It is not surprising that some Tesla engineers created the company Lvl5, which specialises in creating maps using these technologies from videos provided by drivers, a type of collective initiative (crowdsourcing). Their idea is to subsequently license it for use by different car manufacturers.
Demonstration videos show the REM system working in a driverless vehicle next to an aerial image from Google Earth. Yellow lines show the “physical boundaries”, i.e. the sides of the streets or roads. The purple lines show the lanes and the green lines the ideal path for cars driving in each lane. The aerial image shows the same data superimposed on a conventional map, with circles indicating vertical sign posts (speed limits, bans, etc.), such that the car knows where it can go, where it cannot go, and where it will find complementary information. All this information is used to improve its positioning.
Projects for adapting and enhancing motorways, such as VIRIATO (Vehicle Road Infrastructure Adaptation test under Open traffic) also aim to help cars with more accurate mapping from the road itself. This project, which has been test piloted in the Norte Litoral motorway in Portugal, managed by Cintra, combines several technologies.
One of these is the differential correction system which can improve the accuracy of GPS positioning systems in autonomous vehicles up to around 1 cm. This is tested in low and high-speed tracks, with two types of vehicles (a connected-type vehicle and a driverless vehicle), as well as on real stretches of motorway, taking care to interfere as little as possible with actual traffic. The technology used for the correct positioning of vehicles is differential GPS – which provides high quality and minimal error, better than mainstream GPS –, which complements preloaded high definition maps, reading of road markings and preloaded maps with a high level of detail. These three sources of data provide a high degree of reliability for the vehicle to drive to high safety standards.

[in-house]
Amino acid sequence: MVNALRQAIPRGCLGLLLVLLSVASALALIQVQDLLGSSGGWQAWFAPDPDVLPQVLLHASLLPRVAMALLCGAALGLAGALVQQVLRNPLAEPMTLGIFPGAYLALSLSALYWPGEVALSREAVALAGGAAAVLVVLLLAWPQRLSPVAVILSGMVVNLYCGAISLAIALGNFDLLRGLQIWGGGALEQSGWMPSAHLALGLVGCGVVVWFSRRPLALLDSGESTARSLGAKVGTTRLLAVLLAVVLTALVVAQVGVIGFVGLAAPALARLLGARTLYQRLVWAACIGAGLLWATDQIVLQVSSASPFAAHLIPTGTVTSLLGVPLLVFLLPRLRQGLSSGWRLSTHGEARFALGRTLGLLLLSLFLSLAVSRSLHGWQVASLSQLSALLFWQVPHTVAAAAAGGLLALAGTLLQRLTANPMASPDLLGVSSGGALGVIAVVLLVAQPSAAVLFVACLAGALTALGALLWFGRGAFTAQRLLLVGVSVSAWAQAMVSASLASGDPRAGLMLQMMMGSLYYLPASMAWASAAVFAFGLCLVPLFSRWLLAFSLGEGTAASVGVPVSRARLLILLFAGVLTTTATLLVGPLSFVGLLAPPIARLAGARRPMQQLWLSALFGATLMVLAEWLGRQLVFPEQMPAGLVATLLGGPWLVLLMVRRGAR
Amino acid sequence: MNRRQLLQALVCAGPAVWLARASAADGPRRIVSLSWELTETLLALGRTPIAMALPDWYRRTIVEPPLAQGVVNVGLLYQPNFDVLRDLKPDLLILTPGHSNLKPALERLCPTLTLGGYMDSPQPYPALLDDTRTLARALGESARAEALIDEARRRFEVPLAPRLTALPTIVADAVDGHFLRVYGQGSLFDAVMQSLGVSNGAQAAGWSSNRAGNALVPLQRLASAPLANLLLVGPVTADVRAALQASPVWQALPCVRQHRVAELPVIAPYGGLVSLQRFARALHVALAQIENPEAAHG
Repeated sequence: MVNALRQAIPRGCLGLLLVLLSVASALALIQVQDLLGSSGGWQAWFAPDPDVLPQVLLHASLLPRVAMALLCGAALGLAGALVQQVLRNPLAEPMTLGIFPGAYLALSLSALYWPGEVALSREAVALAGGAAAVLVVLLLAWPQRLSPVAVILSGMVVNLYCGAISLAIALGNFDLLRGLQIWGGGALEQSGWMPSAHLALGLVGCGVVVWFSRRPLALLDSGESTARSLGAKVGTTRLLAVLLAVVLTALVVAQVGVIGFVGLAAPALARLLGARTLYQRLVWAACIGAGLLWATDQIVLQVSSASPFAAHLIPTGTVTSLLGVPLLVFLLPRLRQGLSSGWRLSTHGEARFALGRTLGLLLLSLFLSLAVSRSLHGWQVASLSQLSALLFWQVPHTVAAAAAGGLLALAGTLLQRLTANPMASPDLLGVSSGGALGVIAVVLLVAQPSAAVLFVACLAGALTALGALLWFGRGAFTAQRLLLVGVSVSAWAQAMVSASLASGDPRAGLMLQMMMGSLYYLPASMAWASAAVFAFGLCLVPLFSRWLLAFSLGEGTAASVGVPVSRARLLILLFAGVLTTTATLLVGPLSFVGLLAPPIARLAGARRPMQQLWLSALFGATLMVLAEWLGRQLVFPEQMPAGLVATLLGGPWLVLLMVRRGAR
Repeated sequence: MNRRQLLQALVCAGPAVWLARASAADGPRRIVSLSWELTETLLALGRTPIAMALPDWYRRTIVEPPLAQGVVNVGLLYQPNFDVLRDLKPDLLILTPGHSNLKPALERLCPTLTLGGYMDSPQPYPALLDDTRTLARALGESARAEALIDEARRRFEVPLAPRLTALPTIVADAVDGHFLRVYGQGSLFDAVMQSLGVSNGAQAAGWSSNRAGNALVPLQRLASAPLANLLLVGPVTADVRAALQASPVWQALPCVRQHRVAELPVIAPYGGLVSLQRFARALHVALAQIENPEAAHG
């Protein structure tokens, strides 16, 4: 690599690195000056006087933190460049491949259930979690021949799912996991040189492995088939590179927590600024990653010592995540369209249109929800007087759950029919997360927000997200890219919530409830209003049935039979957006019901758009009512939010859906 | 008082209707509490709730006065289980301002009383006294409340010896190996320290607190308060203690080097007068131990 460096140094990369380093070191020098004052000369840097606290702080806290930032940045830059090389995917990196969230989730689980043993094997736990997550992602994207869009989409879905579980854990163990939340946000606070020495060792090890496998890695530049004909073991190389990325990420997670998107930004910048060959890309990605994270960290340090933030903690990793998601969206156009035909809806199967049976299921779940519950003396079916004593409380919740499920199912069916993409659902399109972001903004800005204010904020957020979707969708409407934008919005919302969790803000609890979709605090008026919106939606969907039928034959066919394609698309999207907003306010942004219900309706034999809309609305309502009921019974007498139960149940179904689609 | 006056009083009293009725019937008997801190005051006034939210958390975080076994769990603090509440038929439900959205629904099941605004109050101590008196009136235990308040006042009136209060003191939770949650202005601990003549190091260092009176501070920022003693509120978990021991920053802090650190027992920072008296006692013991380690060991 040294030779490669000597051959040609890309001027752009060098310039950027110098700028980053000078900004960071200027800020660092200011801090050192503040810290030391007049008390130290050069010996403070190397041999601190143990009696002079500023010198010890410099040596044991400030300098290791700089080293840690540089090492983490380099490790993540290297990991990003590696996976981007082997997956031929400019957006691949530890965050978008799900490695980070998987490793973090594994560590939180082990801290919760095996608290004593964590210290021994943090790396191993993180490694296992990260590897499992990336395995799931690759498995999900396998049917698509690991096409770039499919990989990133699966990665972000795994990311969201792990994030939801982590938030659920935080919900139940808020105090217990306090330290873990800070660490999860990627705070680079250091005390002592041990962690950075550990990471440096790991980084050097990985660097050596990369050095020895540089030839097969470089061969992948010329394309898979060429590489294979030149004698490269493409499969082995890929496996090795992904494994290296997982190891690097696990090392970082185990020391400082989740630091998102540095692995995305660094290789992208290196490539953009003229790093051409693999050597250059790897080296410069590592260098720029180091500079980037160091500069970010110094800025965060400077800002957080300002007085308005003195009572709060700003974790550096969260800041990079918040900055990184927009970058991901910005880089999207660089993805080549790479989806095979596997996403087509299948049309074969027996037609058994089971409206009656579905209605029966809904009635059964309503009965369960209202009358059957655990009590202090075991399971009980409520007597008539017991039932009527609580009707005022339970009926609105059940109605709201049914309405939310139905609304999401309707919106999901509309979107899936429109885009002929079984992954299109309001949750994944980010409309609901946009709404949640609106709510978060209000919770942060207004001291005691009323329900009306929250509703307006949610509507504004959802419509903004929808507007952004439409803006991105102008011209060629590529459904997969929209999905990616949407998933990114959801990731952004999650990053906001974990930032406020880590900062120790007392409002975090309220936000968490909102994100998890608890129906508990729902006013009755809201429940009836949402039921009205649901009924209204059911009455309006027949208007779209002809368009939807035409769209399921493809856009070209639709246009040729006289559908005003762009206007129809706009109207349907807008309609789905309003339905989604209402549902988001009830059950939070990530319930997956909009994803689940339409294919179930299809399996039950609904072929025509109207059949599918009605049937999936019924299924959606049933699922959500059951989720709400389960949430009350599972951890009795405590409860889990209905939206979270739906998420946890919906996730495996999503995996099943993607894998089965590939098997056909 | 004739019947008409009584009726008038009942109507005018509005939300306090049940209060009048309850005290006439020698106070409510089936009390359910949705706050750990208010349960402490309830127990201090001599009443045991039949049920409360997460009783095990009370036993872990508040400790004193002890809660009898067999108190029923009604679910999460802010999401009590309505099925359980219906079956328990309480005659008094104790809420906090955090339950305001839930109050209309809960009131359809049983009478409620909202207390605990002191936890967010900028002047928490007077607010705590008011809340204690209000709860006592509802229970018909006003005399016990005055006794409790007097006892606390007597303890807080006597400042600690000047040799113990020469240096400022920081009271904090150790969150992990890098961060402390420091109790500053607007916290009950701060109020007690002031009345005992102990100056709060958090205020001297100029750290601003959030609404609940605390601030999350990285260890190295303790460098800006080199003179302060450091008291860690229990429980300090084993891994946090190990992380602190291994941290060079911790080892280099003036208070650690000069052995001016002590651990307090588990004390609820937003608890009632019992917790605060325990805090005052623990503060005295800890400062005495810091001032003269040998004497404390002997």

Adaptation of tunnels is one of the most important aspects: this is where driving is always more difficult, given low visibility and little or no GPS cover. Here, visibility is improved to aid the functioning of car sensors reading the road markings (lines and lane separations).
Certain points of road infrastructure require special attention when introducing technology for vehicle autonomy: these are motorway access slip roads (critical points for driverless vehicles, as are exit slip roads) using traffic monitoring systems; more signage or communication between vehicles, and warnings of sudden congestions or incidents. There is also the possibility of adding special infrastructures: one of these is emergency stops where autonomous vehicles can get to on their own if the driver does not react within a given time; or fast lanes for use by autonomous cars only.
All of this is in line with the strategy for development of autonomous vehicles in the coming years, evolving from what is known as Level 1 (no autonomy) to the current state (Level 2 and 3, partial autonomy) and up to Level 5 (the sought-after 100% autonomy). This will perhaps become a reality around 2030, which is when vehicles may have better road and motorway maps, in addition to more accurate and fast sensors for acting in real time.